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Children of the King
Children of the King, Sonya Hartnett
Candlewick, March 2014
Reviewed from ARC
Luxuriant prose, complicated and resonant themes, contemplative characters — Hartnett’s historical fiction is actually a bit of a genre-blender with thin fantasy elements woven in. Traditionally, the Printz committee rewards books that mix genres — but RealCommittee choices also tend to skew older, and Children of the King has been pegged by publisher and reviewers as a middle grade title. It’s happened before — David Almond comes immediately to mind; Hartnett’s rich descriptions and haunting strains of magic woven into the plot invite that comparison.
So when the RealCommittee sits down to discuss CotK, what will they bring up? Hartnett’s beautiful descriptions of the setting and of nature are endlessly quotable; they made me wish I was listening — or reading it aloud to someone. Her descriptions and her dialogue — of Snow Castle, of characters’ reactions, Peregrine’s compelling storytelling — are strong but instead of quoting the entire book, maybe I just need to say that I appreciated most of the characterization here. Cecily and May (and their pairing is also delicious — they come to understand each other and learn to forgive each other) in particular stand out. Jeremy’s anguish and frustration are palpable; the scene with him on the stairs was powerful. The choices he makes from then on feel totally set: irreversible.
The power of choice, the effect small choices can have on the wider world, is just one of many themes in the text. History’s effect on the present was my favorite theme; I loved the storytelling device. I loved the way Snow Castle was a physical embodiment of history in the present (here but not, part of life but otherworldly). Hartnett is skilled at using the micro to illustrate the macro. Under the themes of power, described particularly as “kingmaking,” she illustrates war time’s effects on civilians, especially children.
Peregrine is linked to Richard III — Peregrine has the power of controlling the story (and describing the king with real sympathy and understanding)…and also as a manipulator. Or is he just innocently sharing? He moves from ominous to kind to insightful to nurturing. It all culminates with him giving May the Richard III locket, and it’s hard to know what to make of all those shifts. On the one hand, kingmaking is a complicated business and there are always costs (Richard pays the price with blood, but are Peregrine’s hands any less dirtied? How many millions of people died in WW2?). On the other hand, the ending feels a little muddled by all these complications and considerations.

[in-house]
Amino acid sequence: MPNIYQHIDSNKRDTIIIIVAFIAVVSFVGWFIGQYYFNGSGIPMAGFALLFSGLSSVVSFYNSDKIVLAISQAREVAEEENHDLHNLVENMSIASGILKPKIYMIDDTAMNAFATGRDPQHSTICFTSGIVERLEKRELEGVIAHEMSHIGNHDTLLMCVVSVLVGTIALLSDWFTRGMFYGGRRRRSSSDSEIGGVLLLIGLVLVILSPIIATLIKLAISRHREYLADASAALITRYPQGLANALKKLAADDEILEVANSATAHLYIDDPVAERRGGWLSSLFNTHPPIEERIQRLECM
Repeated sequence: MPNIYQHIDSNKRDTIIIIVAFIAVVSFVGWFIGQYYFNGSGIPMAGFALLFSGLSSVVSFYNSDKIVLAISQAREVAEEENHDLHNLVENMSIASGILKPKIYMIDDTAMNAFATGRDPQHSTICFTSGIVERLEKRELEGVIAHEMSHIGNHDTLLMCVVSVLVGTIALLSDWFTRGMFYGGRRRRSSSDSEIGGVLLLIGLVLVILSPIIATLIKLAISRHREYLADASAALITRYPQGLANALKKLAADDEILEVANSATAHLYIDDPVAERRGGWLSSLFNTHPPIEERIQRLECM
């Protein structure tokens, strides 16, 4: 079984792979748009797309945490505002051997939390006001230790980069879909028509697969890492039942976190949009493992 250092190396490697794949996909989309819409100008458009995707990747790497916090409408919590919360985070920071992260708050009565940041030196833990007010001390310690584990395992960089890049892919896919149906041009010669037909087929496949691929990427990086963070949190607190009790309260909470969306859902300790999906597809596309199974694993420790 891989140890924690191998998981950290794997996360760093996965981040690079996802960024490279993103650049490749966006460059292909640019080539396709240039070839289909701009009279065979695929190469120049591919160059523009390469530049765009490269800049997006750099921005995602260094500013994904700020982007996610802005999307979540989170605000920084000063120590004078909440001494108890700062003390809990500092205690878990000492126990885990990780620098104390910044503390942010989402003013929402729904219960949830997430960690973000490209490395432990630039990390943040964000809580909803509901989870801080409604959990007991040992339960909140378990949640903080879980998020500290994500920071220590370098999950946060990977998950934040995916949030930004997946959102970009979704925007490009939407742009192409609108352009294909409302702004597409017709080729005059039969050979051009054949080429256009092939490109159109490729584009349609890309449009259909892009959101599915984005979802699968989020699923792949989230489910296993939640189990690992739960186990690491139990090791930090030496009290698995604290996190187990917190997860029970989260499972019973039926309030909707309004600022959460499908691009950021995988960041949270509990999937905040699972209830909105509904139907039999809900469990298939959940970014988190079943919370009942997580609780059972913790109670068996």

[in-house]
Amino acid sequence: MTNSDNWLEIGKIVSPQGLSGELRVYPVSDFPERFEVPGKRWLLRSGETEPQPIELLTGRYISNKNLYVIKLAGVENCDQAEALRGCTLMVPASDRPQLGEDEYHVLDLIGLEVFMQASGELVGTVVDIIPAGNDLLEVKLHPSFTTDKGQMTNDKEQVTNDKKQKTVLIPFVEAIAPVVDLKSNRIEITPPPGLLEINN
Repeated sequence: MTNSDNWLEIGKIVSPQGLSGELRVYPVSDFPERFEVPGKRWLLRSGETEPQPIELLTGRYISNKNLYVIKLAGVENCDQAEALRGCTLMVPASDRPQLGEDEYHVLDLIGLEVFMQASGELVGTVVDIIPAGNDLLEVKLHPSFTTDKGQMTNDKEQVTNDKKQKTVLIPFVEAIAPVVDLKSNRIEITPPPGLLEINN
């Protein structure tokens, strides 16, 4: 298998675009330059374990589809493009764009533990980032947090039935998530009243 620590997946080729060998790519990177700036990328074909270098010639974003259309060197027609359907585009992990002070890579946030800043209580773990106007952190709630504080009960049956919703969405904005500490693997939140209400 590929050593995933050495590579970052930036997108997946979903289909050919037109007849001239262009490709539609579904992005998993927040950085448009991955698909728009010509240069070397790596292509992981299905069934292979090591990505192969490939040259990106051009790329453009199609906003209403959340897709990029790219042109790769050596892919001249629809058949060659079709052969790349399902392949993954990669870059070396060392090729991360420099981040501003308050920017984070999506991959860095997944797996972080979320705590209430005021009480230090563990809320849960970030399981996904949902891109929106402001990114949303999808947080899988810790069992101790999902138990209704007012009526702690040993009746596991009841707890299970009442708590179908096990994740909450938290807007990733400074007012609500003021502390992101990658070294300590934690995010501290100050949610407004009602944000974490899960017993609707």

In fact, the ending as a whole is sudden in comparison to the tense, stately pace of the rest of the plot. Peregrine’s storytelling is dragged out over days; the two princes don’t always appear in Snow Castle even though May and Cecily seek them out regularly; Jem and his mother work through a silent and prolonged conflict before he takes any action. The tension created by this slow pace is delicious, but in the rushtotheend it has no where to go and feels wasted. The mild magic feels somewhat shoehorned in, too — she could have had similar themes and images without having Cecily and May talk to the Princes or sending them to help Jem.
I’ve been struggling the most with the question of audience here. It’s been marked for middle school (technically ages 10+), and I don’t disagree with that assessment. But when I brought it to my students yesterday and read a portion of it aloud, nearly all the students described the audience as ranging from teen to adult. Admittedly, this is a small sample size, and they only heard a tiny bit, but I still think this is food for thought. Each committee each year has to resolve the “age question” for themselves, but it’s fair to say that Printz often gives the award to “older” books. Is this a case where talking to teens would help committees through that process? Or would it be helpful to have Newbery-like wording about intended audiences and high standards (referring here to page 69 of the Newbery criteria, which is merely part of the “extended definitions and examples appendix.” I nearly passed out with jealousy at typing that sentence. SO MUCH PROCESS-Y INFORMATION TO DIGEST)?
Will all the good stuff take the day? Will the committee’s considerations about audience ultimately keep this book out of the running? Or are there enough small flaws to make all these other questions moot?
Filed under: Fiction
About Sarah Couri
Sarah Couri is a librarian at Grace Church School's High School Division, and has served on a number of YALSA committees, including Quick Picks, Great Graphic Novels, and (most pertinently!) the 2011 Printz Committee. Her opinions do not reflect the attitudes or opinions of SLJ, GCS, YALSA, or any other institutions with which she is affiliated. Find her on Twitter @scouri or e-mail her at scouri35 at gmail dot com.
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